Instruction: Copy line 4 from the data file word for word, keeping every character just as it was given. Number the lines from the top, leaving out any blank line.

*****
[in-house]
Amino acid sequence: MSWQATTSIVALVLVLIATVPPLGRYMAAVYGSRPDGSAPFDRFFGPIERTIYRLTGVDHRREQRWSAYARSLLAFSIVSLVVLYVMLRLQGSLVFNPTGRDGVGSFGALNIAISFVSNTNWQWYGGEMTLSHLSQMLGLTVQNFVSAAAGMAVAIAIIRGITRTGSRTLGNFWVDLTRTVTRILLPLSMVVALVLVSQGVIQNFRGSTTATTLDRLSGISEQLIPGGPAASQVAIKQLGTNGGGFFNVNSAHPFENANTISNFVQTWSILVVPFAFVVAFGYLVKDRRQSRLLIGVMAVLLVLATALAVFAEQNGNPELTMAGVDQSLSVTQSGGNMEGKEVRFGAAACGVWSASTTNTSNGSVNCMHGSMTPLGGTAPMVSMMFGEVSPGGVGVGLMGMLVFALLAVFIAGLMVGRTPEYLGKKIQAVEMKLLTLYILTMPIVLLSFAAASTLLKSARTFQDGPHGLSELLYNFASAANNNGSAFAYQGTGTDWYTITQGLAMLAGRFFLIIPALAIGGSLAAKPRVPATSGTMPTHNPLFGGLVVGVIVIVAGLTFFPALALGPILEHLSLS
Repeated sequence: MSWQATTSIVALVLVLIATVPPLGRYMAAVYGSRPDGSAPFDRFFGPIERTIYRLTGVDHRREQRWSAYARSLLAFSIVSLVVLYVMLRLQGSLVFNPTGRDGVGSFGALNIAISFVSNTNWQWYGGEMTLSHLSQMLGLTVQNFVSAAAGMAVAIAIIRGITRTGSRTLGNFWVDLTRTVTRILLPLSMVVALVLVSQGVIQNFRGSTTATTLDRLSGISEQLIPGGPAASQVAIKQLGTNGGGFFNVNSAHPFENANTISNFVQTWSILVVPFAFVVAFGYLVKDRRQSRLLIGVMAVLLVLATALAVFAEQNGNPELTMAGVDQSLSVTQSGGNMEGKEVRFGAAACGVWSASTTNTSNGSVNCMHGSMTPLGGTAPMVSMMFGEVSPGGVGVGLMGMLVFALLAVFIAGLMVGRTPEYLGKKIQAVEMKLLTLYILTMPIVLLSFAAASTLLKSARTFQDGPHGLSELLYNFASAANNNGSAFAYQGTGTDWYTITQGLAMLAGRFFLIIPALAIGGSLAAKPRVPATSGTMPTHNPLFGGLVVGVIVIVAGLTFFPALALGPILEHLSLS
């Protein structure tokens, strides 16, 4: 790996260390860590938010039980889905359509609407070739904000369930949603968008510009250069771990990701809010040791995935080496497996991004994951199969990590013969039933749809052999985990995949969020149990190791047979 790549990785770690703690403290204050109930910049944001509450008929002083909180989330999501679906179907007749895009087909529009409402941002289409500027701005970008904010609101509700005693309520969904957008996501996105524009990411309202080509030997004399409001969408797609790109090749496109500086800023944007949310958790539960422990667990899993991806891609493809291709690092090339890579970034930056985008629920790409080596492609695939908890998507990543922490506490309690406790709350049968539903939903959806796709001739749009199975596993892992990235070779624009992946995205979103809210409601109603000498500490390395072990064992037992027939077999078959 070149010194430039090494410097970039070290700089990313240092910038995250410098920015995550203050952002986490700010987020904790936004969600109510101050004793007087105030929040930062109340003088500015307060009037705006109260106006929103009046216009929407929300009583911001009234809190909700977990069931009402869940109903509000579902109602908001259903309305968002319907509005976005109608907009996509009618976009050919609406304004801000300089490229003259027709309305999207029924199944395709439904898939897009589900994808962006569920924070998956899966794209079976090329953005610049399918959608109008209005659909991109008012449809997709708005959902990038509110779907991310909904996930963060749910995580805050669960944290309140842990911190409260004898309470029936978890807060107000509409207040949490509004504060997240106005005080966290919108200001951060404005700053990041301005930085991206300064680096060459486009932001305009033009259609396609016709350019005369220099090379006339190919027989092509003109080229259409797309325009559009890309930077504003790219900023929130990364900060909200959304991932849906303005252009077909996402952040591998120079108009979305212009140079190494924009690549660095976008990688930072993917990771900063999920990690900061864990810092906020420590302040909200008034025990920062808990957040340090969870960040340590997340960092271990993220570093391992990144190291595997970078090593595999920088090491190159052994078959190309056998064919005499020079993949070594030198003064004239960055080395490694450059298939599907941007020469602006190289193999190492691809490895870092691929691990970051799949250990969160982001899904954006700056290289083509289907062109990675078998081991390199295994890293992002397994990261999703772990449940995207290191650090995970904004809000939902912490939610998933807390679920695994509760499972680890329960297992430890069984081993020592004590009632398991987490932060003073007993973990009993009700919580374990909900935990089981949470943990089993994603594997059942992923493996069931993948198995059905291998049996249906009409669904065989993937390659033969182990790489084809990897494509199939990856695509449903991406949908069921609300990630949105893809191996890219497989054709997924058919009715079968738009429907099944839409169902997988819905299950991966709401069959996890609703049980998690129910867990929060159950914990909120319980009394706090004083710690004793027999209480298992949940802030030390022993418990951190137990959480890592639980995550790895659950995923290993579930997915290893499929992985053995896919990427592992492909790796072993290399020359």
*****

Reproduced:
């Protein structure tokens, strides 16, 4: 790996260390860590938010039980889905359509609407070739904000369930949603968008510009250069771990990701809010040791995935080496497996991004994951199969990590013969039933749809052999985990995949969020149990190791047979 790549990785770690703690403290204050109930910049944001509450008929002083909180989330999501679906179907007749895009087909529009409402941002289409500027701005970008904010609101509700005693309520969904957008996501996105524009990411309202080509030997004399409001969408797609790109090749496109500086800023944007949310958790539960422990667990899993991806891609493809291709690092090339890579970034930056985008629920790409080596492609695939908890998507990543922490506490309690406790709350049968539903939903959806796709001739749009199975596993892992990235070779624009992946995205979103809210409601109603000498500490390395072990064992037992027939077999078959 070149010194430039090494410097970039070290700089990313240092910038995250410098920015995550203050952002986490700010987020904790936004969600109510101050004793007087105030929040930062109340003088500015307060009037705006109260106006929103009046216009929407929300009583911001009234809190909700977990069931009402869940109903509000579902109602908001259903309305968002319907509005976005109608907009996509009618976009050919609406304004801000300089490229003259027709309305999207029924199944395709439904898939897009589900994808962006569920924070998956899966794209079976090329953005610049399918959608109008209005659909991109008012449809997709708005959902990038509110779907991310909904996930963060749910995580805050669960944290309140842990911190409260004898309470029936978890807060107000509409207040949490509004504060997240106005005080966290919108200001951060404005700053990041301005930085991206300064680096060459486009932001305009033009259609396609016709350019005369220099090379006339190919027989092509003109080229259409797309325009559009890309930077504003790219900023929130990364900060909200959304991932849906303005252009077909996402952040591998120079108009979305212009140079190494924009690549660095976008990688930072993917990771900063999920990690900061864990810092906020420590302040909200008034025990920062808990957040340090969870960040340590997340960092271990993220570093391992990144190291595997970078090593595999920088090491190159052994078959190309056998064919005499020079993949070594030198003064004239960055080395490694450059298939599907941007020469602006190289193999190492691809490895870092691929691990970051799949250990969160982001899904954006700056290289083509289907062109990675078998081991390199295994890293992002397994990261999703772990449940995207290191650090995970904004809000939902912490939610998933807390679920695994509760499972680890329960297992430890069984081993020592004590009632398991987490932060003073007993973990009993009700919580374990909900935990089981949470943990089993994603594997059942992923493996069931993948198995059905291998049996249906009409669904065989993937390659033969182990790489084809990897494509199939990856695509449903991406949908069921609300990630949105893809191996890219497989054709997924058919009715079968738009429907099944839409169902997988819905299950991966709401069959996890609703049980998690129910867990929060159950914990909120319980009394706090004083710690004793027999209480298992949940802030030390022993418990951190137990959480890592639980995550790895659950995923290993579930997915290893499929992985053995896919990427592992492909790796072993290399020359």